Georgians Celebrate First Victory against Permanent Tolls, SRTA Credit to Private Parties (SB183)

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Contact: Garland Favorito
Phone: 404-664-4044
March 17, 2017

Georgians Celebrate First Victory against Permanent Tolls Extension of Credit to Private Parties also struck down

ATLANTA GA – Citizens activists are cautiously celebrating their first victory today in a battle to prevent Georgia from becoming a permanent toll road state. On Thursday, the House Transportation Committee voted to strip the permanent toll road language from the highly controversial SB183. The committee also voted to further revise the bill language so that the State Road and Tollway Authority (SRTA) could not extend credit directly to private organizations and individuals, another controversial point. The new, amended bill also appears to close a loophole that may have allowed tolls on existing road capacity.

Citizens had spoken out against another clause that removed the competitive bid requirement however, that clause was included in the committee substitute bill that was passed Thursday. Proponents argued that the original language was consistent with current Georgia Department of Transportation (GDOT) procedures that allow “value engineering” in lieu of competitive bidding.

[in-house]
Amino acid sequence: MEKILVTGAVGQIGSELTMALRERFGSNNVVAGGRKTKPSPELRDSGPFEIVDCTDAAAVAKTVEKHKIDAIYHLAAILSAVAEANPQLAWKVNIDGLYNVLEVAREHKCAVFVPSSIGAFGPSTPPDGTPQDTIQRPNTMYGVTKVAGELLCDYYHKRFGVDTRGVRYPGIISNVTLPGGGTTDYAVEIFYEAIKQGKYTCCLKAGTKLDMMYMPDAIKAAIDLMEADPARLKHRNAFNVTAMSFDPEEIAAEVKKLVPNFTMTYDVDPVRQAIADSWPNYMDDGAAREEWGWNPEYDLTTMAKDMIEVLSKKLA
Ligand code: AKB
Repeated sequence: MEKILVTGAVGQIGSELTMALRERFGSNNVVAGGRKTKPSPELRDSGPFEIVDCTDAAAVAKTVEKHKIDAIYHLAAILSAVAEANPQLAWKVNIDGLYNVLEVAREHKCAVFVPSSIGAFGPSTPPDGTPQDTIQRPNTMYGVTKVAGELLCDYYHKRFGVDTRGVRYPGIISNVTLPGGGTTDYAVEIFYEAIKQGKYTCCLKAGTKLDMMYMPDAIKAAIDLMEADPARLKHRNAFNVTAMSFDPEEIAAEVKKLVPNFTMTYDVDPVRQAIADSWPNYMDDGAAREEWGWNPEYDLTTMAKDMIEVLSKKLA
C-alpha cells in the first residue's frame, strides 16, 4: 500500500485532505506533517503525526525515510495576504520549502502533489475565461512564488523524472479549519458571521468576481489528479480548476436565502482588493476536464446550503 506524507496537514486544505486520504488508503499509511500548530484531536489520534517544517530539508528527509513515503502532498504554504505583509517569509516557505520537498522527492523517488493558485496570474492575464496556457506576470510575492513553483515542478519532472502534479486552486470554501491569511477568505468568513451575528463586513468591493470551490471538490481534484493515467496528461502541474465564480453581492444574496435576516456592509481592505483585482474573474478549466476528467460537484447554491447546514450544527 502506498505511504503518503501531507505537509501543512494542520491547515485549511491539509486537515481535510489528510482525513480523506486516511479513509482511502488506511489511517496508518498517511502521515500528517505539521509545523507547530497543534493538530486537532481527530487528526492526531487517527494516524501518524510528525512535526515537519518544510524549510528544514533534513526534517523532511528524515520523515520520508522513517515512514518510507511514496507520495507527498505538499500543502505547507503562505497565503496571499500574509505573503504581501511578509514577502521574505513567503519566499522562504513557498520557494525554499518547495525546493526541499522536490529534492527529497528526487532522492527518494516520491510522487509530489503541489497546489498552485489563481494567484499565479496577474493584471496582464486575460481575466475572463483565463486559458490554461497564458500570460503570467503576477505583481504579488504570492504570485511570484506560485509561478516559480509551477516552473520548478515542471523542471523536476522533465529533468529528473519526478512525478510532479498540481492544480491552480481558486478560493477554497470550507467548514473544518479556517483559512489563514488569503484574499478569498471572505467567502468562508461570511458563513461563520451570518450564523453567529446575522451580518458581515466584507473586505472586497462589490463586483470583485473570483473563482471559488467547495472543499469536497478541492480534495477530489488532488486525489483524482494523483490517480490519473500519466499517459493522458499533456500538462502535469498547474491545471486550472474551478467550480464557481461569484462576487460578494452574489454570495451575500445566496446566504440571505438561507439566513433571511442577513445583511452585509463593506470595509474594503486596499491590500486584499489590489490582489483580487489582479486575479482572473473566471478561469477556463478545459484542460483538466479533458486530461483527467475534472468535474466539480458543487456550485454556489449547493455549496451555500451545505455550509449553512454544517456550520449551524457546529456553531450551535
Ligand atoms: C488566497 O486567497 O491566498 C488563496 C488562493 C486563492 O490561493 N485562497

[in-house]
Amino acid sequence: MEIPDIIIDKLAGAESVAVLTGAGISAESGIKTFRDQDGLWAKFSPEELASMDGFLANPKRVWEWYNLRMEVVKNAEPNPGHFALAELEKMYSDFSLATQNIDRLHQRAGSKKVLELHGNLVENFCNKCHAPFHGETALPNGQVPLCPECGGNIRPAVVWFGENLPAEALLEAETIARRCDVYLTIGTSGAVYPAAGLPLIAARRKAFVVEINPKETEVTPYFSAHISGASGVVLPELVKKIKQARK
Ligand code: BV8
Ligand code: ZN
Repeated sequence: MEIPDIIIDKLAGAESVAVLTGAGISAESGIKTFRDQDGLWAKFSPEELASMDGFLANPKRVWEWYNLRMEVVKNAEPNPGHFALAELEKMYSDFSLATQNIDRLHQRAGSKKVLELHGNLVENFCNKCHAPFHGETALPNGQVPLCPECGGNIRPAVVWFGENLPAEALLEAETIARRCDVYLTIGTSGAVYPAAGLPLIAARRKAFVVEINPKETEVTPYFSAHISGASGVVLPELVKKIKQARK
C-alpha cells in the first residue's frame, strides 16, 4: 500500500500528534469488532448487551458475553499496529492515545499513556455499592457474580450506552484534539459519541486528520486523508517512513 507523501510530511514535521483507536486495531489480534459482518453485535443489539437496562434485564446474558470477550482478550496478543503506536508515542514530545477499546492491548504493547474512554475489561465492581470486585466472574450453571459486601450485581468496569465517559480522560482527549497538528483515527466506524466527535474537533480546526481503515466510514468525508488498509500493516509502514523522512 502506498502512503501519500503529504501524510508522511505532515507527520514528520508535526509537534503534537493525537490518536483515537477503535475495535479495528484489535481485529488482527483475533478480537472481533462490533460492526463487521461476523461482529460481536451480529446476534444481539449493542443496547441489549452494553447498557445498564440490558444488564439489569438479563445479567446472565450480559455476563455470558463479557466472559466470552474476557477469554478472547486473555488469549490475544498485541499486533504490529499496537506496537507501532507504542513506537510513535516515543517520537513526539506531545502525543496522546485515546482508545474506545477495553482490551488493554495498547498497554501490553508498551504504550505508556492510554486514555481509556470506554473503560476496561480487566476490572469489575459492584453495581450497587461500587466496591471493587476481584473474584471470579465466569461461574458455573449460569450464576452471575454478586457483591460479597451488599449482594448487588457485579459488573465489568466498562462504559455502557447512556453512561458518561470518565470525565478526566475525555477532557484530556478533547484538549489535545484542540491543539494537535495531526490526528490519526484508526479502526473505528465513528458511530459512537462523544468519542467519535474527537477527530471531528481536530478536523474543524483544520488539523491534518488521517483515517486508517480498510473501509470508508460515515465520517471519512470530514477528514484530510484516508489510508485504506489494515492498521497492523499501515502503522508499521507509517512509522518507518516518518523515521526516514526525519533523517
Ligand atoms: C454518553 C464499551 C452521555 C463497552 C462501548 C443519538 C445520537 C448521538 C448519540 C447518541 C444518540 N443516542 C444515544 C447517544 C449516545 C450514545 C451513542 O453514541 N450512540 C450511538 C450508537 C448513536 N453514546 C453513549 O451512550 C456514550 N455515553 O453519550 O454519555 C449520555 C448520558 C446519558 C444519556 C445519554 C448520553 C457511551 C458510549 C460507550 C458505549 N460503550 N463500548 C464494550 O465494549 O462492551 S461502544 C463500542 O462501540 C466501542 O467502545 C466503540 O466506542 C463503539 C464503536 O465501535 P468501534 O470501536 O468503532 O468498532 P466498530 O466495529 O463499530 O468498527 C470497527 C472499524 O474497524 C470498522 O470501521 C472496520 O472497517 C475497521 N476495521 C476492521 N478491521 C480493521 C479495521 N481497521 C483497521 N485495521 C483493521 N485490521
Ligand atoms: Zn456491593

The original SB183 sailed through the Senate by a 50-1 vote before hitting a brick wall of vocal activists who discovered the bill content as it reached the House Transportation Committee. A rubber stamp of approval was expected for Sen. Brandon Beach’s bill in the committee since it was co-sponsored by three of Gov. Nathan Deal’s floor leaders.

However, committee members significantly altered the bill before passing it Thursday, much to the pleasure of attendees who had unanimously spoken against the bill in the first hearing on March 9. Those attendees were particularly complimentary towards Committee Chairman Kevin Tanner who they felt made a concerted effort to understand the bill, listen to their concerns and find common ground to make the legislation as palatable as possible for all viewpoints.

The revised bill now moves to the Rules Committee where it will likely receive passage to the House floor for a vote. Georgians cannot relax if the House votes to pass the measure. Once SB183 passes the House, the House and Senate versions will be sent to a Joint Committee that will decide which version should be adopted. That committee could discard the House version and send the Senate version to the House for a floor vote.

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